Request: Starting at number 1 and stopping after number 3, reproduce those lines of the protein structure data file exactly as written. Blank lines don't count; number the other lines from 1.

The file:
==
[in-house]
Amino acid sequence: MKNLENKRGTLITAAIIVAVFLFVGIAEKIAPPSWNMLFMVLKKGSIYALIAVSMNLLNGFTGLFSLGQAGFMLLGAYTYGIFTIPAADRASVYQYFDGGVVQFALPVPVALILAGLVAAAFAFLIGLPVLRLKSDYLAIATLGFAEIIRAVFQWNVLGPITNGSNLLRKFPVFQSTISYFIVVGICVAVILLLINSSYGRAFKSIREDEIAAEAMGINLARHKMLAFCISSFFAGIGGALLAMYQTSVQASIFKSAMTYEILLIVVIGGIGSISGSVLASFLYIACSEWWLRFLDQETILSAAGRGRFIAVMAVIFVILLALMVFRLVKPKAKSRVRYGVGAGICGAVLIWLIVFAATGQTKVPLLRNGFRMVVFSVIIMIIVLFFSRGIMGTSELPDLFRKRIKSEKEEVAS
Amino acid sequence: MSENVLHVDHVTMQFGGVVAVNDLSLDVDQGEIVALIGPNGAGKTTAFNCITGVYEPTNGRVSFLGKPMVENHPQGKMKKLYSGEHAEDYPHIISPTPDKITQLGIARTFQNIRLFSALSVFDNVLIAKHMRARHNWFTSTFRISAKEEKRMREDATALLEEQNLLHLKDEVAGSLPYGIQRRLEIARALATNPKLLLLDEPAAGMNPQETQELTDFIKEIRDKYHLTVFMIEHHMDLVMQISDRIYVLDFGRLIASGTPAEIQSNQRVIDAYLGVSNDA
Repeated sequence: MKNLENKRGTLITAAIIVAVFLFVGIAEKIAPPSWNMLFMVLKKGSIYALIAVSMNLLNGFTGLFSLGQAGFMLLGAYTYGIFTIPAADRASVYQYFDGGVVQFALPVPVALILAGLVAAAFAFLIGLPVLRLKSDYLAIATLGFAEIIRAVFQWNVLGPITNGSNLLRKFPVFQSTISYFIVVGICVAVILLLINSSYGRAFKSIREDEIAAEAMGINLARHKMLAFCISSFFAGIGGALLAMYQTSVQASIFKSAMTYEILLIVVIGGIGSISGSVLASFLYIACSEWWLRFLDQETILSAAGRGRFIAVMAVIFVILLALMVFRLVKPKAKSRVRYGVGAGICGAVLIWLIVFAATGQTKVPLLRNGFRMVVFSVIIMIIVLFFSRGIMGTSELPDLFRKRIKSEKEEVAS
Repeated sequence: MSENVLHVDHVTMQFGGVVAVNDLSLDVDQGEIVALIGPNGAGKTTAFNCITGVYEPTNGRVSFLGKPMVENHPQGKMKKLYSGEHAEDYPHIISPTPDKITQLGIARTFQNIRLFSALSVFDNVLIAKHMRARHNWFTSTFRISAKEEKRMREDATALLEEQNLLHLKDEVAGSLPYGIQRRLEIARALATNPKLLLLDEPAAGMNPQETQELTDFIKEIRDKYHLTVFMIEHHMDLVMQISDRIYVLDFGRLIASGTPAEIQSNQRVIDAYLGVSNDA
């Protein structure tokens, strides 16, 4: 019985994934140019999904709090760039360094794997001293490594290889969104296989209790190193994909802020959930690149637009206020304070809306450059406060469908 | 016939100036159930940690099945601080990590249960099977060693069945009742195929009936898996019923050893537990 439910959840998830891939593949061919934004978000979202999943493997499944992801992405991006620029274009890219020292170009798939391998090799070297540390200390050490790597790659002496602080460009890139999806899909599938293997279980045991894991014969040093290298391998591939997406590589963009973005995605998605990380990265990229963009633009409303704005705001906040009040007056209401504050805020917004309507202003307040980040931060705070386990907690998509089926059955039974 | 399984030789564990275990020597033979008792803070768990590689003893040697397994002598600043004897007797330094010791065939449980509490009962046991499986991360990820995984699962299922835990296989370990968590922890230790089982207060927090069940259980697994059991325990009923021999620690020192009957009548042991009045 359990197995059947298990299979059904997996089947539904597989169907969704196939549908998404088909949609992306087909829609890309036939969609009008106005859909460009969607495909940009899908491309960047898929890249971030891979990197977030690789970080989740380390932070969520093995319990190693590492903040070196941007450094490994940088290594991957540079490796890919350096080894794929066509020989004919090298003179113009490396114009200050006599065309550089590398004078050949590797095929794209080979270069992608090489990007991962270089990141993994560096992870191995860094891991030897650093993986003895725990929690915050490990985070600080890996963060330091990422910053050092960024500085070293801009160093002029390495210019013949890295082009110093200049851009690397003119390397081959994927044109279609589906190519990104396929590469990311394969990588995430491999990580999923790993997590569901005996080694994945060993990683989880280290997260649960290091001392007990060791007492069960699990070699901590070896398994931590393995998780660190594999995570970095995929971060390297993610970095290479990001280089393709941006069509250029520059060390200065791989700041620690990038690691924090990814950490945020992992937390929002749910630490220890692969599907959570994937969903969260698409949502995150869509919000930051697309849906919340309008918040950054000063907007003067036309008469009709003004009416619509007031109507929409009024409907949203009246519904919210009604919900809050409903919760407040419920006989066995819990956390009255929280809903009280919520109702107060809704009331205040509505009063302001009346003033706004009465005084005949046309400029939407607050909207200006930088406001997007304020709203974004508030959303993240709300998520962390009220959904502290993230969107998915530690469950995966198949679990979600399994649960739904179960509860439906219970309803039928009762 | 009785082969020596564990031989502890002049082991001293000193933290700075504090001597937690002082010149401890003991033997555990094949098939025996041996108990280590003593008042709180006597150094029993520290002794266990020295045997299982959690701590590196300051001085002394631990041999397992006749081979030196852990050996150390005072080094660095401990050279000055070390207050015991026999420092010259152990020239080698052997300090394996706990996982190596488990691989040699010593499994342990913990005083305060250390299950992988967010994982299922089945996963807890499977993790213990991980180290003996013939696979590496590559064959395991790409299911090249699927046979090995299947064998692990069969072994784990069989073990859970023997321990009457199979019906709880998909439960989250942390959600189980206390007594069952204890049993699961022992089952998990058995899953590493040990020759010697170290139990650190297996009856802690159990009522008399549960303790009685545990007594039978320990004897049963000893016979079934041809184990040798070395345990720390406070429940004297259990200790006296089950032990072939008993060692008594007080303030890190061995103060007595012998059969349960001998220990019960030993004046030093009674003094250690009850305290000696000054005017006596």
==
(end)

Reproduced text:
[in-house]
Amino acid sequence: MKNLENKRGTLITAAIIVAVFLFVGIAEKIAPPSWNMLFMVLKKGSIYALIAVSMNLLNGFTGLFSLGQAGFMLLGAYTYGIFTIPAADRASVYQYFDGGVVQFALPVPVALILAGLVAAAFAFLIGLPVLRLKSDYLAIATLGFAEIIRAVFQWNVLGPITNGSNLLRKFPVFQSTISYFIVVGICVAVILLLINSSYGRAFKSIREDEIAAEAMGINLARHKMLAFCISSFFAGIGGALLAMYQTSVQASIFKSAMTYEILLIVVIGGIGSISGSVLASFLYIACSEWWLRFLDQETILSAAGRGRFIAVMAVIFVILLALMVFRLVKPKAKSRVRYGVGAGICGAVLIWLIVFAATGQTKVPLLRNGFRMVVFSVIIMIIVLFFSRGIMGTSELPDLFRKRIKSEKEEVAS
Amino acid sequence: MSENVLHVDHVTMQFGGVVAVNDLSLDVDQGEIVALIGPNGAGKTTAFNCITGVYEPTNGRVSFLGKPMVENHPQGKMKKLYSGEHAEDYPHIISPTPDKITQLGIARTFQNIRLFSALSVFDNVLIAKHMRARHNWFTSTFRISAKEEKRMREDATALLEEQNLLHLKDEVAGSLPYGIQRRLEIARALATNPKLLLLDEPAAGMNPQETQELTDFIKEIRDKYHLTVFMIEHHMDLVMQISDRIYVLDFGRLIASGTPAEIQSNQRVIDAYLGVSNDA